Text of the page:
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An elderly man with muscle cramps

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Q1: What is the abnormality on the 12 lead electrocardiogram?

The electrocardiogram (see p 721) shows a prolonged QT interval and a prolonged QTc.

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Q2: What are the possible causes of the abnormality of the electrocardiogram?

The various causes of a prolonged QTc are listed in box 1.

Box 1: Causes of long QT

  • Hypocalcaemia

  • Hypomagnesaemia

  • Long QT syndromes: Jervell and Lange-Nielsen syndrome (autosomal recessive, congenital deafness, mutism, and sudden death); Romano-Ward syndrome (autosomal dominant transmission with genetic heterogeneity is commoner in females and sudden death); congenital long QT syndrome

  • Anorexia nervosa

  • Drugs: antiarrhythmics (quinidine, procainamide, amiodarone and sotalol); psychiatric drugs (pimozide, chlorpromazine, tricyclic antidepressants, lithium); others (cisapride, tacrolimus, terfenedine, quinine, and chloroquinine)

Q3: What is the likely diagnosis?

The diagnosis is hypocalcaemia. The combination of the electrocardiogram with prolonged QT and QTc associated with muscle cramps, weakness, and cataracts is supportive of a diagnosis of hypocalcaemia. Further investigations revealed a serum corrected calcium of 1.13 mmol/l (normal range 2.20–2.60 mmol/l) and a serum phosphate of 1.50 mmol/l (0.70–1.40 mmol/l) and normal renal function, with undetectable serum parathyroid hormone (PTH), suggesting a diagnosis of hypoparathyroidism.

Discussion

Hypocalcaemia can be caused by a number of conditions (box 2). The symptoms of hypocalcaemia include neuromuscular irritability, paraethesia, muscle cramps, and seizures. The symptoms do not correlate with the absolute degree of hypocalcaemia.1 Decreased total serum calcium, with a normal ionised fraction can exist with hypoproteinaemia or acidosis. These possibilities should be excluded by measuring serum albumin concentration and calculating the corrected serum calcium concentration or by directly measuring serum ionised calcium concentration. Alkalosis decreases ionised serum calcium concentration and may precipitate tetany.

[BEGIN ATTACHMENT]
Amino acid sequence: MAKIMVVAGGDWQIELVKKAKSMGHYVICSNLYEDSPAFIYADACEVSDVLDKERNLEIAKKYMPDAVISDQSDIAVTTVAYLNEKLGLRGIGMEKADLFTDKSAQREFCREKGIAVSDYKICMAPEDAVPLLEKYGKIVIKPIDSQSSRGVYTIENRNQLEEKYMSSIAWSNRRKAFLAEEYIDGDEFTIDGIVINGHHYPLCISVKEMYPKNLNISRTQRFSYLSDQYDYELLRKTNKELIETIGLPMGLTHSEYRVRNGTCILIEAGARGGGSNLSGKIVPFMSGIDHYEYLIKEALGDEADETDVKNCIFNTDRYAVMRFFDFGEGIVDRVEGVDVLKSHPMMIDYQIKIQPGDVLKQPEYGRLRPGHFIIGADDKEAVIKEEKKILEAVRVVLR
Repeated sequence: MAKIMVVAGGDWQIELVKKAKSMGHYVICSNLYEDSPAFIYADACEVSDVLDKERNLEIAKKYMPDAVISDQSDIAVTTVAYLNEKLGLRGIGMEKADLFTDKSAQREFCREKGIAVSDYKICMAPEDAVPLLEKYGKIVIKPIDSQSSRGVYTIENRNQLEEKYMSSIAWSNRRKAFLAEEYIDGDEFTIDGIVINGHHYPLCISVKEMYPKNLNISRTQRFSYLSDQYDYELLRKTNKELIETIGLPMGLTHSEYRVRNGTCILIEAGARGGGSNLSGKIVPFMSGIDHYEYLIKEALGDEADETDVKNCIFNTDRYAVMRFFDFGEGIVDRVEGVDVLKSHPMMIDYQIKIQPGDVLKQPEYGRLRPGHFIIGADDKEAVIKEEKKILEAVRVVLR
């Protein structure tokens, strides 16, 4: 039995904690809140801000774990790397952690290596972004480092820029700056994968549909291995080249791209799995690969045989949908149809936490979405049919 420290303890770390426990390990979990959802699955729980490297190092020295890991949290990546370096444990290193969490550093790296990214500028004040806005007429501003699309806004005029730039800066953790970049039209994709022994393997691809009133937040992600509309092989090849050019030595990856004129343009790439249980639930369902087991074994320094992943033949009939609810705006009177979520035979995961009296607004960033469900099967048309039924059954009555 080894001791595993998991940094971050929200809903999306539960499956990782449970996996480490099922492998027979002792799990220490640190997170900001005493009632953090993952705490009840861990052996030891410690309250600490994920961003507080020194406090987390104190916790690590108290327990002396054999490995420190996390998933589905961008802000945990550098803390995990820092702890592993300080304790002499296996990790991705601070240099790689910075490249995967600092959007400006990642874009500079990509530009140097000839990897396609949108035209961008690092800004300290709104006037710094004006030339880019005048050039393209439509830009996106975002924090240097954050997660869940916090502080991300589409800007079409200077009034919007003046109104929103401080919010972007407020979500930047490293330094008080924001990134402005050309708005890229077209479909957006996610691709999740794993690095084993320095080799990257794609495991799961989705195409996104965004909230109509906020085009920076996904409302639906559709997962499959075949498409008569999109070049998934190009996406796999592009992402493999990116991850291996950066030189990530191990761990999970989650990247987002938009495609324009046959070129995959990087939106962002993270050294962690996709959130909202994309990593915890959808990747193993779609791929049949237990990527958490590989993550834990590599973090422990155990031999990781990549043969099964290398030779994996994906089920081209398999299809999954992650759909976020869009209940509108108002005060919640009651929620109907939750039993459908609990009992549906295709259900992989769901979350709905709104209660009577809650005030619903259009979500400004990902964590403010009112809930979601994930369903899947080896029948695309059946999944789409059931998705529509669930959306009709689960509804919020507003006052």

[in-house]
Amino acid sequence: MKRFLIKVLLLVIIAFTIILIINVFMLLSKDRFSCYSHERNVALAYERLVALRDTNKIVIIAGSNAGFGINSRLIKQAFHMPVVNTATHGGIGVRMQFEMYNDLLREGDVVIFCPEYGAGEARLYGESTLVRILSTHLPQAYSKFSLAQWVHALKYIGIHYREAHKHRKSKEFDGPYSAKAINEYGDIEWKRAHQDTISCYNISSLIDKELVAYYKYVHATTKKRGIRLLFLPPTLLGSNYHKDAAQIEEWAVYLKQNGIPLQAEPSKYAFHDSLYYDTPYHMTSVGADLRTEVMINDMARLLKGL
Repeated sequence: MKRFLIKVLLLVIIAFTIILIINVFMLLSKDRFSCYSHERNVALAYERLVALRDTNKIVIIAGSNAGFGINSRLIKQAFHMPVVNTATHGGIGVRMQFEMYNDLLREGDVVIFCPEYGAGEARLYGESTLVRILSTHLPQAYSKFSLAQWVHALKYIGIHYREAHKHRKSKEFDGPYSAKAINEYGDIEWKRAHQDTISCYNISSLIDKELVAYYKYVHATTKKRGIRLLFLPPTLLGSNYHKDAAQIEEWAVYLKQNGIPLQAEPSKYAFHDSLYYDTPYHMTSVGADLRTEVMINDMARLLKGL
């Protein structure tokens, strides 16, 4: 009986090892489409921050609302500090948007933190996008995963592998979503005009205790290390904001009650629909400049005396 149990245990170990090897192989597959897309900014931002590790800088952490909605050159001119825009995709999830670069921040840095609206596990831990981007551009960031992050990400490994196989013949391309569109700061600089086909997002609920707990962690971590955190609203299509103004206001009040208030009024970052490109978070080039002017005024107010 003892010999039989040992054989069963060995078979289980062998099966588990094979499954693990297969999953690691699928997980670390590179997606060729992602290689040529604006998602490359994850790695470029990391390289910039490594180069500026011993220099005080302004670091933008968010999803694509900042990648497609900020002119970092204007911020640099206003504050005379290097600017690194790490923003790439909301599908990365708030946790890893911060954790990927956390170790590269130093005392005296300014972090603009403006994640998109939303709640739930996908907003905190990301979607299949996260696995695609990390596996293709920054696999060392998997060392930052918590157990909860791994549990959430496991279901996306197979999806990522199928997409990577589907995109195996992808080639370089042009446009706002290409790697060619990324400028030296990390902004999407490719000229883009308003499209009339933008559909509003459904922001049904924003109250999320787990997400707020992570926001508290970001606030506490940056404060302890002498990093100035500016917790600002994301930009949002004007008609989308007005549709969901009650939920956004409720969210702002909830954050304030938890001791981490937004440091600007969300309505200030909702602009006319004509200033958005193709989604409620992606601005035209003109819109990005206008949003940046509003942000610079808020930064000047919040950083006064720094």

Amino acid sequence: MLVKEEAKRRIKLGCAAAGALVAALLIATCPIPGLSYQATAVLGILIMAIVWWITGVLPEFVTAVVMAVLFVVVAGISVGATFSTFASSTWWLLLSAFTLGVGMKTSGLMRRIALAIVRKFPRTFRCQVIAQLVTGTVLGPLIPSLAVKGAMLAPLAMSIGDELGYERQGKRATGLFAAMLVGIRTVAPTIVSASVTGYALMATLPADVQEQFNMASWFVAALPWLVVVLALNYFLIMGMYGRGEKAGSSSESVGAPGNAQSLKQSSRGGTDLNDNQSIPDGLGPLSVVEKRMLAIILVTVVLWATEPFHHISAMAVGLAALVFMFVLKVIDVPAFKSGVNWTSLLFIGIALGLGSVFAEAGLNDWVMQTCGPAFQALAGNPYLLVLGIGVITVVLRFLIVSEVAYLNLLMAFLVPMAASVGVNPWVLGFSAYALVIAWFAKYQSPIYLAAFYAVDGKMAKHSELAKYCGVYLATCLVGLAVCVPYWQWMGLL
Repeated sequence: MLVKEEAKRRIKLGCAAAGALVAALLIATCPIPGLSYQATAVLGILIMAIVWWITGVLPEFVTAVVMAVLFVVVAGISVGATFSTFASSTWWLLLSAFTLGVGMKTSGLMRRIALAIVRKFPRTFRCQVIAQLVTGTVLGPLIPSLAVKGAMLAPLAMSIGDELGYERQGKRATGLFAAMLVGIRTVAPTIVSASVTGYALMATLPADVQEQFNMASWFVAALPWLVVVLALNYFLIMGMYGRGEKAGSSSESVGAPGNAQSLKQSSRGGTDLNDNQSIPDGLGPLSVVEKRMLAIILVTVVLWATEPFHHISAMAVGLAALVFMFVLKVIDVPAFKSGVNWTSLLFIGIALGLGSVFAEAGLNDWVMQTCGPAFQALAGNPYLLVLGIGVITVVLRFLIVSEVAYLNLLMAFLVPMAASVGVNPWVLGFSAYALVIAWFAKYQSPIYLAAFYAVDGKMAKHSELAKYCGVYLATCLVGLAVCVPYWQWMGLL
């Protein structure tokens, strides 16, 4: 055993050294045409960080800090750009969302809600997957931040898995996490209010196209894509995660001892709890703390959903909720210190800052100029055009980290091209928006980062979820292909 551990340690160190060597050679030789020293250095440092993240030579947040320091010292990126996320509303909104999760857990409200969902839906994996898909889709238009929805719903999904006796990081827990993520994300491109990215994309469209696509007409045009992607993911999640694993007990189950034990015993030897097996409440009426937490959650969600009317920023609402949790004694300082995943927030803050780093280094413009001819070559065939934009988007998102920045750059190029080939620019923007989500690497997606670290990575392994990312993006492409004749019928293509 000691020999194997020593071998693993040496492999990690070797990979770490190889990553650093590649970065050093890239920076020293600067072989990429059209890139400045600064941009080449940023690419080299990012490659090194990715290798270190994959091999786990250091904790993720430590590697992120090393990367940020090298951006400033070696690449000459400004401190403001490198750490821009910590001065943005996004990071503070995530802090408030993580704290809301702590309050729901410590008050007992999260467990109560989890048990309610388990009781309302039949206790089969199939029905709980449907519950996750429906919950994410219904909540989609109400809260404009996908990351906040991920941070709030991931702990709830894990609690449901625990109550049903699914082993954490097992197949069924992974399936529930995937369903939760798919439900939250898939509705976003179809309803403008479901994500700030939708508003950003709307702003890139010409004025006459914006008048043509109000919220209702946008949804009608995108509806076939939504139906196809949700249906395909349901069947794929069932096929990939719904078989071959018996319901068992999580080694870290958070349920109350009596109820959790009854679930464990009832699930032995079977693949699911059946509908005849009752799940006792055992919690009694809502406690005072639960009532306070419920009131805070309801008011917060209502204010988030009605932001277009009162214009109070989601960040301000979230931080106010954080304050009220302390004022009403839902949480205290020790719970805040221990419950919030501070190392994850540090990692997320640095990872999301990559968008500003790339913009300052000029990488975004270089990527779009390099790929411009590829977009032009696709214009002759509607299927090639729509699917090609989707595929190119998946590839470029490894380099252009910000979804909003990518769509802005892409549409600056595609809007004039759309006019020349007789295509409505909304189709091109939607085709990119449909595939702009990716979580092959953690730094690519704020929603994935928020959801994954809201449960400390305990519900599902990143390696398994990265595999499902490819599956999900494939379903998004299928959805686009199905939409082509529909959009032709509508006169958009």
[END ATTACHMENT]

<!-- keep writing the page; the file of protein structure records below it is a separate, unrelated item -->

Box 2: Causes of hypocalcaemia

  • Primary hypoparathyroidism: idiopathic, postsurgical

  • Pseudohypoparathyroidism

  • Hypocalcaemia associated with malignant disease

  • Hypomagnesaemia

  • Toxic shock syndrome

  • Acute pancreatitis

  • Renal failure

  • Vitamin D deficiency: dietary, malabsorption, anticonvulsant therapy, chronic liver disease, chronic renal disease, vitamin D dependent rickets

Electrocardiographic manifestations of hypocalcaemia include prolongation of the QT interval particularly the QTc and T wave changes such as peaking and inversion. The QT interval returns to normal rapidly after correction of hypocalcaemia, but the T wave abnormality may be slower to regress.1 A prolonged QT interval should theoretically predispose to ventricular tachycardia, but this arrhythmia is rare in association with hypocalcaemia.1

Hypocalcaemia with hyperphosphataemia and normal renal function strongly suggest a diagnosis of hypoparathyroidism. This commonly may occur after previous neck surgery suggesting postsurgical hypoparathyroidism. Idiopathic hypoparathyroidism may be associated with Addison's disease, primary hypothyroidism, type 1 diabetes, and primary hypogonadism or associated with Addison's disease, chronic mucocutaneous candidiasis as part of autoimmune polyglandular syndrome type II (Schmitd's syndrome).2

Pseudohyperparathyroidism is associated with similar biochemical features but with raised serum PTH because of target organ resistance. There are various subtypes and is characterised by short stature, round face, shortening of the metacarpals, and reduced intelligence.3 Hypocalcaemia is frequently associated with hypomagnesaemia. Hypomagnesaemia may be caused by chronic alcoholism, malabsorption, prolonged parental nutrition or the use of cisplatin, aminoglycosides and diuretics.4 Hypomagnesaemia may cause hypocalcaemia, both by impaired secretion of PTH from the parathyroid glands and by end organ resistance to the effects of PTH.5

Thus in patients with tetany or convulsions and low serum calcium with low serum PTH unresponsive to calcium supplements hypomagnesaemia should be considered.

Final diagnosis

Hypocalcaemia.

References

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